BLOOMINGTON, Ind. — Students, prominent scholars and prominent journalists from Algeria, Ireland, the United Kingdom and the United States will join the audience April 24-26 for the premiere “represent religionsymposium at Indiana University, with the aim of raising the standards of reporting on religion.
Participants will analyze examples of storytelling and describe how journalism and other forms of media can create more ethical, accurate, and humanized portrayals of people caught in situations involving religion.
“Our mission is to build bridges between academics and journalists, showcase best practices in reporting, and help better inform the public,” said the IU Media School practice professor. Elaine Monaghanorganizer of the conference, which is funded by a grant from the American Council of Learned Societies Program in Religion, Journalism, and International Affairs.
“IU’s Department of Religious Studies looks forward to this exciting new collaboration to elevate the standard of religious reporting in the United States,” said Professor Winnifred Sullivanan eminent scholar of religion and collaborator in the Project funded by the ACLS underlying the lecture, Perceptions of Religion. Sullivan and other faculty from the Media School’s IU, College of Arts and Sciences Department of Religious Studies, and School of Global and International Studies will also participate in the symposium, with opening remarks from the Dean of the Media School, James Shanahan.
Monaghan students Ireland and Northern Ireland Reporting Course will present and discuss the work they have produced following a spring break trip to Dublin, Belfast and other locations in Ireland and Northern Ireland. Bringing together students of international studies, journalism and religious studies, this interdisciplinary work is at the heart of the Perceptions of Religion project. Monaghan and Sullivan collaborated closely on the course and led the trip.
Symposium presenters from the world of journalism include:
- Zohra BensemraReuters Chief Photographer in North West Africa, and Tania Rachid, an international journalist who has just returned from covering the Rohingya crisis in Myanmar. They will discuss how they humanize their subjects in the rapidly changing world of visual journalism.
- Tom Heneghanthe first religious editor of the international news agency Reuters, who will deliver framing remarks on “the state of journalism”.
- Debra Masona journalism professor at the University of Missouri and a leading scholar and trainer on how religion is portrayed in the media, who will bring her deep expertise to the event.
- Based in Ireland Susan McKayauthor of “Northern Protestants: An Unsettled People” and award-winning documentary filmmaker Ruth O’Reilly, who covered Northern Ireland and hailed from Belfast. They will bring important perspectives as journalists and writers affected by the very conflict and tensions they covered.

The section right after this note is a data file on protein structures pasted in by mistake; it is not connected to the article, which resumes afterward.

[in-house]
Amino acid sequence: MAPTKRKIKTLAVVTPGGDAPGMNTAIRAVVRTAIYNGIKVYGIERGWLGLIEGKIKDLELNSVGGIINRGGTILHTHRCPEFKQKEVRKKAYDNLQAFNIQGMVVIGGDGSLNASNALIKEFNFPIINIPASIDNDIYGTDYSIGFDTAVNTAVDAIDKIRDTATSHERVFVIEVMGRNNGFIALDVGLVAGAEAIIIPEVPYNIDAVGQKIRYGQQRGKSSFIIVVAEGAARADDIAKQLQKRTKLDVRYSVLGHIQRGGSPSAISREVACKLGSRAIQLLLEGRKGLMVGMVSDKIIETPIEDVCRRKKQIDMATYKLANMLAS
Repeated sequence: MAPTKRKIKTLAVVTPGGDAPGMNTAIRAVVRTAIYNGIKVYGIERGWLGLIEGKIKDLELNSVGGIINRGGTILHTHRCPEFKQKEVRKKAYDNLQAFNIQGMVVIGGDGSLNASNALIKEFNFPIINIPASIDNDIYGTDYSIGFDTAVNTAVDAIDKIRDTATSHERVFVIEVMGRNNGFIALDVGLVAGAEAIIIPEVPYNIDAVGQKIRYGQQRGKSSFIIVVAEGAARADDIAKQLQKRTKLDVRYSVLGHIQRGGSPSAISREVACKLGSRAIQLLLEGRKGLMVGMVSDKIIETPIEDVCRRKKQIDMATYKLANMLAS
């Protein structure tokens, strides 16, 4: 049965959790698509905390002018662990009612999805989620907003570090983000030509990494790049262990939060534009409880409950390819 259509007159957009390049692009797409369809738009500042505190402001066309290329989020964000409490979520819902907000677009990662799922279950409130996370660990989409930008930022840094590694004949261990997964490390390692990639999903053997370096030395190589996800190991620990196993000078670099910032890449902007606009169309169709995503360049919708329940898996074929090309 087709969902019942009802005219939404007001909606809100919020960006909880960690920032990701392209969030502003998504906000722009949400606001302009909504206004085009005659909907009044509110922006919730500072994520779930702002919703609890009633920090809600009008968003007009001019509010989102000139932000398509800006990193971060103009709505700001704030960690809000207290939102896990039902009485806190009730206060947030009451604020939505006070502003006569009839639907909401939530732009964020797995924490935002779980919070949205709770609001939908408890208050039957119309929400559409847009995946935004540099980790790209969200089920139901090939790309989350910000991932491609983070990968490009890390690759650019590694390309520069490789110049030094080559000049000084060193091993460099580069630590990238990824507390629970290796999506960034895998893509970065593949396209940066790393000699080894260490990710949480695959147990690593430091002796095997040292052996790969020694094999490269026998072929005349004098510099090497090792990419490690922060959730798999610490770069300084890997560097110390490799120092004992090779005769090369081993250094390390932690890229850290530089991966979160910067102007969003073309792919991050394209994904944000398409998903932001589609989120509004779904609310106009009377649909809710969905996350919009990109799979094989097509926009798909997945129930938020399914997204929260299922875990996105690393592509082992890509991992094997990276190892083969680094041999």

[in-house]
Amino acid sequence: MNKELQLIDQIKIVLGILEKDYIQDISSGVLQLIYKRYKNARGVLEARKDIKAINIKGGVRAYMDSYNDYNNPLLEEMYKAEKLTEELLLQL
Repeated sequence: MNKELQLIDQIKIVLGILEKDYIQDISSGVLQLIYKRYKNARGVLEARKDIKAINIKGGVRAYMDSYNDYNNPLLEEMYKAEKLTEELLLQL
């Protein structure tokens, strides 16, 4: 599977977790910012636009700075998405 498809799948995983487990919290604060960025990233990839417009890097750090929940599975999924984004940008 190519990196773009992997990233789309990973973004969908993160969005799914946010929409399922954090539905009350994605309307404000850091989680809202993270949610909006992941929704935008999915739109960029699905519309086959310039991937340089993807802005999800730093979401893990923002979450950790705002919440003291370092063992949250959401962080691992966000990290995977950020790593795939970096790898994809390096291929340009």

Matt Dorffounder and president of the Washington, D.C.-based strategic communications firm West End Strategy Team and his colleague Shannon Craig Straw will participate in a live studio discussion on religion, advocacy and current affairs.
Participants will also hear Gail DeGeorgeeditor-in-chief of Global Sisters Report, an independent, nonprofit source of news and information about Catholic sisters and the critical issues facing the communities they serve.
Rosemary Pennington, assistant professor of journalism in the Department of Media, Journalism and Film at the University of Miami, will discuss her research on how the media portrays members of marginalized or minority groups, with a particular focus on representations of Muslims . Pennington received her master’s degree in journalism and her doctorate. in UI mass communications.
Therese Lynchassistant professor in the School of Communication at Ohio State University, who focuses on dehumanization, sex, and gender in video games, and Greg Perreault, assistant professor of multimedia journalism at Appalachian State University, will discuss representations of religion in games. Lynch is also an alumnus of IU, with a master’s degree in telecommunications and a doctorate. in mass communications.
Indiana University’s School of Media builds on decades of journalism and communications tradition at one of the nation’s leading public universities. Established on July 1, 2014, it includes the century-old journalism program, the more than half-century-old telecommunications department, and film studies. Drawing on the expertise of faculty, the school aims to prepare students for 21st century media careers that require proficiency in language and communication, research skills, and technology.